Lobster days at Kinross
Will over-fishing put the Sri Lankan Spiny Lobster on the endangered species list?
Spiny lobsters sometimes referred to as crayfish are found around the coast of Sri Lanka. They are of the family Palimuridae and known to exist in other parts of Asia too. Spiny lobsters lack the claws found in the North American variety. Lobsters are a highly favoured food item in the USA, Europe and Japan.

The local lobster fishery can meet only a very small percentage of the demand from the export market. The primary local demand of the tourist industry has declined due to the prevailing situation in the country. The decline is also due to unrestricted over-fishing.

The catching of female lobsters with eggs and the undersized is prohibited by law, but the manpower required to monitor this situation is not available. Occasionally however the airport customs do make a detection and the cargo is confiscated and produced in courts where the court orders that the lobsters be released into the sea in the case of live ones.

Lobsters are nocturnal creatures that come out to feed only during the night.In the daytime they hide in crevices in the reef. Night diving for lobsters has proved to be the most effective method of catching lobsters in Sri Lanka. Another method is the laying of nets.In Europe and the USA , laying of traps is the common method used.

The pioneer night diver in Sri Lanka was the late Dr. George de Bruin. Bruin, a Research Officer attached to the Department of Fisheries ventured out at night to study the habits of the Spiny Lobsters in the early 1960s. Diving underwater at night then, required courage as there was the danger of being attacked by sharks, barracudas and moray eels known to frequent tropical seas . Bruin initially used the Kinross Swimming & Life Saving Club as his base for his underwater research. Incidentally, this club can boast of introducing underwater diving in Sri Lanka. Bruin had an able assistant and partner, S.M.Farook in his early diving days.They would dive off at Wellawatte and in a matter of one or two hours bring ashore about fifty kilos of lobster. Others who joined them and later branched out on their own were T. Ariyaratne, G. VanCuylenberg, B'Da Silva, S.M. Wahab, A.J. Thaha, H.S. Fernando and C. de Almeida.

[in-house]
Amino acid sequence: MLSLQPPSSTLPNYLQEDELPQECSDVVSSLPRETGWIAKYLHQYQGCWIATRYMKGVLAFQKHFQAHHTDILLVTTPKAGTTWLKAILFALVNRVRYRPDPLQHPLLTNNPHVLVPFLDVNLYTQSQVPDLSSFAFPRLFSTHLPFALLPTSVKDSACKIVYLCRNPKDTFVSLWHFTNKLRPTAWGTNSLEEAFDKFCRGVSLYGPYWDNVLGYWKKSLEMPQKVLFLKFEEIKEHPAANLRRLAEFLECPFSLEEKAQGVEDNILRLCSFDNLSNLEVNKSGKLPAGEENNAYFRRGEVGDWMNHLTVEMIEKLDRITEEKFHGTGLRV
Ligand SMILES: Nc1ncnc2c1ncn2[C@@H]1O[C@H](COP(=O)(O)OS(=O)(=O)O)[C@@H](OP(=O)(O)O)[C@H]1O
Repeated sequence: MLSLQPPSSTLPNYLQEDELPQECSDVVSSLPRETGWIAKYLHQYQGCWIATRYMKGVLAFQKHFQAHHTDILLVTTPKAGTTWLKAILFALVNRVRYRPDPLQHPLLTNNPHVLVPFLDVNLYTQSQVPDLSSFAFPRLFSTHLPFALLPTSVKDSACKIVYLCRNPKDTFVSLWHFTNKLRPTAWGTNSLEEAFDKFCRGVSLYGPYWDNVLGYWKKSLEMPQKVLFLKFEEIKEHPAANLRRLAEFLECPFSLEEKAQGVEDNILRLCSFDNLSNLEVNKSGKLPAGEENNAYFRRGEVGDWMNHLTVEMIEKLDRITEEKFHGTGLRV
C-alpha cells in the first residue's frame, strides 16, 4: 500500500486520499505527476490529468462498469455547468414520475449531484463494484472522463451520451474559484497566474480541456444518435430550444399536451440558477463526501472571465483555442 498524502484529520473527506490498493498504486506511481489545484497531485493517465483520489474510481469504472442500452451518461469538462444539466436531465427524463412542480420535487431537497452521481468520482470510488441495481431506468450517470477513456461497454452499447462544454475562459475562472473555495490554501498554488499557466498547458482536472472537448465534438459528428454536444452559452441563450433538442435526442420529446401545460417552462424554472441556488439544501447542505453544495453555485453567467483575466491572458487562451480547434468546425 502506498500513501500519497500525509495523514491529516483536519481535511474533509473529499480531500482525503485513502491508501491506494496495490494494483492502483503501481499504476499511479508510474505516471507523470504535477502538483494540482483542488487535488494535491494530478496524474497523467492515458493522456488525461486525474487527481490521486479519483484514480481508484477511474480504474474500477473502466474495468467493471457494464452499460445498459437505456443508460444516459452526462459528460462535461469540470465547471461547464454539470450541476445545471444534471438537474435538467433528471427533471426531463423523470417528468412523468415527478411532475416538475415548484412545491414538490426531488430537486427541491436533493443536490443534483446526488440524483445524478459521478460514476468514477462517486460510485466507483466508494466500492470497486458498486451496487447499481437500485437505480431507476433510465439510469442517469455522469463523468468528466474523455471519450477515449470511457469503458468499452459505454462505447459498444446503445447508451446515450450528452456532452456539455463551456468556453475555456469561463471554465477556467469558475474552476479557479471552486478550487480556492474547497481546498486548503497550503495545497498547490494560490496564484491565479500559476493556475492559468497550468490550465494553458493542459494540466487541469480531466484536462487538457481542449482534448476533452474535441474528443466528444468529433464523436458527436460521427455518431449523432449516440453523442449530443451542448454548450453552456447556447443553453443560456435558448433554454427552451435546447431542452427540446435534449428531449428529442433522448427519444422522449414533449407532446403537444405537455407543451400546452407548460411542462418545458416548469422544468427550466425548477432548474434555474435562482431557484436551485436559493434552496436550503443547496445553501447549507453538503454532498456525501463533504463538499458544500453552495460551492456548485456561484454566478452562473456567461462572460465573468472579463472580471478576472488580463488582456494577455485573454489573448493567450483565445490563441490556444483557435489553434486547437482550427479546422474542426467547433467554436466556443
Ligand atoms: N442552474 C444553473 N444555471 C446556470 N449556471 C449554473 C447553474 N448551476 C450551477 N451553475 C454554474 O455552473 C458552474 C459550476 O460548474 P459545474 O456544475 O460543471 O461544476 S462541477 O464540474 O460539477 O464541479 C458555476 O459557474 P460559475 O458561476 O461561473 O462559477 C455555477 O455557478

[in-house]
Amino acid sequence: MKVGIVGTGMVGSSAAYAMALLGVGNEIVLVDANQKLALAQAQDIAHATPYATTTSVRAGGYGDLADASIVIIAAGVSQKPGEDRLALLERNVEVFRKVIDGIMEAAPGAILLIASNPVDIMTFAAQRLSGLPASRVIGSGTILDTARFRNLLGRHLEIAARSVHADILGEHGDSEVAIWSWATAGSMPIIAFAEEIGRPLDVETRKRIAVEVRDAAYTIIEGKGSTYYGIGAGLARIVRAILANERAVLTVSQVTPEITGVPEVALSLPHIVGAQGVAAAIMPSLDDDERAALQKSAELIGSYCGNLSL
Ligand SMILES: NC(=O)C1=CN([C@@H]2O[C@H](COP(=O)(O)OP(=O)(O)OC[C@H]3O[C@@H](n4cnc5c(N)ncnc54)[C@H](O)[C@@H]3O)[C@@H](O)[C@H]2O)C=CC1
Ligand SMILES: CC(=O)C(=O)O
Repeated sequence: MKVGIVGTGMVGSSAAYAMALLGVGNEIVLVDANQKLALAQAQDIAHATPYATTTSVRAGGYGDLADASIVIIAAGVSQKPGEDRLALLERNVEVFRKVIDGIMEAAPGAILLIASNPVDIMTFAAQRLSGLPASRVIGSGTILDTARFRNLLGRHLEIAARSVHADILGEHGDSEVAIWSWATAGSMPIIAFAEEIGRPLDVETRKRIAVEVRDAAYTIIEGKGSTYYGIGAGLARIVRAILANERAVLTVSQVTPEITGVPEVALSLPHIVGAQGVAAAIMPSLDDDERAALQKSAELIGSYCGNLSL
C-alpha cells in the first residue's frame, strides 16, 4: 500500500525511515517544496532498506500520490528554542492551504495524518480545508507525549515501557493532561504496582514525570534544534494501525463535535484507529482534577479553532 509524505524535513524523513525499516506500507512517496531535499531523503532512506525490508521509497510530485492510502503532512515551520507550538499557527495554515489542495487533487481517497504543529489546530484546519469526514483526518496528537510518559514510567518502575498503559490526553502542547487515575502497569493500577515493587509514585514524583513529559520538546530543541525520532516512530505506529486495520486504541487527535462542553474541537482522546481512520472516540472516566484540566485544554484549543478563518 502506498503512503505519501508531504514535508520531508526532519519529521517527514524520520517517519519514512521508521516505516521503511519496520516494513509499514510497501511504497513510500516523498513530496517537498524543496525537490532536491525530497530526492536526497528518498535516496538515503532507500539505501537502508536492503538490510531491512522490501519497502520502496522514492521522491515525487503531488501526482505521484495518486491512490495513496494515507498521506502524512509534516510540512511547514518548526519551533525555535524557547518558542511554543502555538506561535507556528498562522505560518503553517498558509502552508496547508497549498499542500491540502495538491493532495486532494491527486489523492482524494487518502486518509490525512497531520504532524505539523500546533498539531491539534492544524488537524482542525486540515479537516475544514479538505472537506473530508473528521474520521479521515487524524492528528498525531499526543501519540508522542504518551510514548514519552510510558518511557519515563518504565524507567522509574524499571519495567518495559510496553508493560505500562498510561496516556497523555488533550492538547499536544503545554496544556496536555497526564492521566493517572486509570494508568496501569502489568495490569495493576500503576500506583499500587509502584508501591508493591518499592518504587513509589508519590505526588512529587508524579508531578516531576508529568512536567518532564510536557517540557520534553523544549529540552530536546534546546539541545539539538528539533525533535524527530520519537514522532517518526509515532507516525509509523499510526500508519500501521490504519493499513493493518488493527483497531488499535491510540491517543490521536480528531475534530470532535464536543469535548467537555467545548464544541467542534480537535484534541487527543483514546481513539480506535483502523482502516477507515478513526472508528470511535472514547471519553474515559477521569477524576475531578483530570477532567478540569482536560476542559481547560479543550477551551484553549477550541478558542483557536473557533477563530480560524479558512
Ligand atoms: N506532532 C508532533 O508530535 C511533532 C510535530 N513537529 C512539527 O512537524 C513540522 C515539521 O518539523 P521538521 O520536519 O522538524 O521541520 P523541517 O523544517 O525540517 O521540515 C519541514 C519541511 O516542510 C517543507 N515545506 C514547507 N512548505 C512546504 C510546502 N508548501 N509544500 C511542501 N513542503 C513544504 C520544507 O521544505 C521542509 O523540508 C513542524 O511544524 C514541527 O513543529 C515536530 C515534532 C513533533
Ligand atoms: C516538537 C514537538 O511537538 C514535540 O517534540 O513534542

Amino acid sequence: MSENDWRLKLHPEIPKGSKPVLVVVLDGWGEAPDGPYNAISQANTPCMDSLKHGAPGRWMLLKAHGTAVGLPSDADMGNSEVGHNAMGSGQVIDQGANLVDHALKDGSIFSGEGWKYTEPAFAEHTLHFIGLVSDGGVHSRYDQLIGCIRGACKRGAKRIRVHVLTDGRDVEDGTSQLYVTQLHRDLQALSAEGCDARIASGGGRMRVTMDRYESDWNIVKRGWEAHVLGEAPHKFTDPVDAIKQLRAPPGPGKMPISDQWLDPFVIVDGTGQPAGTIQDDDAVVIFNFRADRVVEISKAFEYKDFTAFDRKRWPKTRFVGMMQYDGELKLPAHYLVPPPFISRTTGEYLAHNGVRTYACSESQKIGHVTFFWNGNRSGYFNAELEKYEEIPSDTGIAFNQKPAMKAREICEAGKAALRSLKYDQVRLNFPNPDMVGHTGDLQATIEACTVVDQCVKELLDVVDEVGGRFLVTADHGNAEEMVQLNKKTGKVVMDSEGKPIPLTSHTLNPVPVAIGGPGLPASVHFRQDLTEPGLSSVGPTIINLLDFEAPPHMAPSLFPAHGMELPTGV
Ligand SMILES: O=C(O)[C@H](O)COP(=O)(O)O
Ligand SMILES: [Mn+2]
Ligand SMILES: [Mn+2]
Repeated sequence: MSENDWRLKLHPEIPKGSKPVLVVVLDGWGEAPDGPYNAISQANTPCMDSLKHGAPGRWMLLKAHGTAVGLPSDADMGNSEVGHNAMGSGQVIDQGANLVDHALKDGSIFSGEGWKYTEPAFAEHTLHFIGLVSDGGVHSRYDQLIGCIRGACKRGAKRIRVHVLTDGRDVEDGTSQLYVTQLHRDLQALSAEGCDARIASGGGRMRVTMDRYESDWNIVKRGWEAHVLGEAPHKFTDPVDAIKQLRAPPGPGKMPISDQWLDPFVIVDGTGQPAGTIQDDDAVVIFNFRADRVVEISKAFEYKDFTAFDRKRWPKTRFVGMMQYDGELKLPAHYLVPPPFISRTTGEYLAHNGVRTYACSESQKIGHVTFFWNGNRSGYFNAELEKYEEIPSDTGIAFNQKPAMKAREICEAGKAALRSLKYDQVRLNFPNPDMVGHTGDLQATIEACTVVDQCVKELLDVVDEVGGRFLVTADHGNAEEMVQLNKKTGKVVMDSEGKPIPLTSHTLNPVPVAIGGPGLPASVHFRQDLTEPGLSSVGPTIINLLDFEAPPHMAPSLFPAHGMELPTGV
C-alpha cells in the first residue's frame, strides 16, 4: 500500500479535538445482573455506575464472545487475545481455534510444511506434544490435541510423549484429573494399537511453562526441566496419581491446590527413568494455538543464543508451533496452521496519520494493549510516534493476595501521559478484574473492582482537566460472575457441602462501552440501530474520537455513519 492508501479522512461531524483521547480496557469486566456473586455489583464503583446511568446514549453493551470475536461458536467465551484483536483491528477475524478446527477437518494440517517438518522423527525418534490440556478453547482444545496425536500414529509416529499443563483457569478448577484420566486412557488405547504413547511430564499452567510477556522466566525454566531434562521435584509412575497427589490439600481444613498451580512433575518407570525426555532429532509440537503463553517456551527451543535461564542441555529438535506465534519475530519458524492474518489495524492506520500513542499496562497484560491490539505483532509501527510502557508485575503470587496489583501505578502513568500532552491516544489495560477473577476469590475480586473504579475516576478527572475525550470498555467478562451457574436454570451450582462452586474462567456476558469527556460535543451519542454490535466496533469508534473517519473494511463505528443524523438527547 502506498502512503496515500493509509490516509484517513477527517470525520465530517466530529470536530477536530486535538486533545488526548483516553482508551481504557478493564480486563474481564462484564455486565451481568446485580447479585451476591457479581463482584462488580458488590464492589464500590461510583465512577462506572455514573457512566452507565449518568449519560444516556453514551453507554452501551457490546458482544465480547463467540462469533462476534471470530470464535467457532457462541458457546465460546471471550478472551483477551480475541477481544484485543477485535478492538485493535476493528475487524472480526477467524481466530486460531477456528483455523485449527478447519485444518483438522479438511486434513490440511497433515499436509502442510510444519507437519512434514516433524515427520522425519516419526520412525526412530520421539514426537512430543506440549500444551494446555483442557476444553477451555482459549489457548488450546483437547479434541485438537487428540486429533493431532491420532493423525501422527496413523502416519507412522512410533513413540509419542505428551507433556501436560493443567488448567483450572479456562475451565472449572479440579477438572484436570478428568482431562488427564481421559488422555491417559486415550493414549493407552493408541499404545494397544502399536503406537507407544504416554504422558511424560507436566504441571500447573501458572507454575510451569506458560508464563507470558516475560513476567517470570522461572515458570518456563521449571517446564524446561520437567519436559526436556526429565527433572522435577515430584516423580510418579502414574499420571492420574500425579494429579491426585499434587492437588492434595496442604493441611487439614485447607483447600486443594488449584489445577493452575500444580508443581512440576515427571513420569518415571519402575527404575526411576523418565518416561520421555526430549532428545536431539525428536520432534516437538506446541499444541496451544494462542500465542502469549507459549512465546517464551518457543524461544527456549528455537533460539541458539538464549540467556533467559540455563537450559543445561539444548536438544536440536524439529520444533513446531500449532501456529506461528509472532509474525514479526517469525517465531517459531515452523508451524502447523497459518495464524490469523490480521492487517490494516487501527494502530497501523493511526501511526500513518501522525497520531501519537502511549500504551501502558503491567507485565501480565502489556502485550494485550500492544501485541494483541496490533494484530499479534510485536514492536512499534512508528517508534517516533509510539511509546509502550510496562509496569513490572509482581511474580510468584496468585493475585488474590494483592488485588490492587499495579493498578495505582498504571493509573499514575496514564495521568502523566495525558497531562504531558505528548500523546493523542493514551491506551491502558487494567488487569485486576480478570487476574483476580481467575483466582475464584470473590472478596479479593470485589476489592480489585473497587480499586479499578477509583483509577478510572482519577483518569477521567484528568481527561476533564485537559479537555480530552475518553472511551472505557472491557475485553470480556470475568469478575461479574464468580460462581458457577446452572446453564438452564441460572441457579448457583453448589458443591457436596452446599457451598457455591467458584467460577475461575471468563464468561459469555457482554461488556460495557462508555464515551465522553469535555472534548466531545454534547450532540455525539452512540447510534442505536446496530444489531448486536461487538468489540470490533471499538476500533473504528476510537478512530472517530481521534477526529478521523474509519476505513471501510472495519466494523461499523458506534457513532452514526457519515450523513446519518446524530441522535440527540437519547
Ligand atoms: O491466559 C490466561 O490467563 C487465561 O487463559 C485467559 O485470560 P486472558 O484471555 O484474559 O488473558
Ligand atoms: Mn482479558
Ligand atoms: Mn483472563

In night diving the diver ventured out to sea after sunset with an underwater torch, wearing thick cotton gloves. He would search for lobsters in the crevices of the reef and catch them with his bare hands thereby not harming the lobsters. Prior to this the diver went out on the reef and with a hand spear speared the lobster.

By this method a diver brought perhaps 1/2 a dozen or so dead lobsters ashore. Night diving by 2 or 3 divers resulted in a catch of over a hundred or hundred and fifty live lobsters. On most evenings in those early days the verandah of the Kinross Club was literally crawling with lobsters. These were sold to any member who cared to buy them at fifty cents each. In the early 1960s only two tourist hotels and a few restaurants served lobsters in Colombo. There was no market for lobsters as this was somewhat alien to the Ceylonese palate.

This situation began to change when the export of live and frozen lobster began around the late 1960s and early 1970s. Exporters went around the island encouraging the fishermen to fish for lobster. Some even gave them nets and taught them methods of lobster fishing. The export agents would be on the beach and pay the fishermen immediate cash for the lobsters.

The boom in Sri Lanka’s tourism has also increased the demand for lobsters. At present the fisherman is paid anything between Rs. 800/- to Rs. 1000/- per kilo of lobster. Over-fishing is being blamed for a marked decline in the catch of lobsters. A full grown lobster of around 400 grams would be at least five years old. Catching females with eggs and undersized lobsters disrupts the life cycle of the species.

If no serious attempt is made to tackle this situation we might soon see the Sri Lanka Spiny Lobster on the list of endangered species. - Diver

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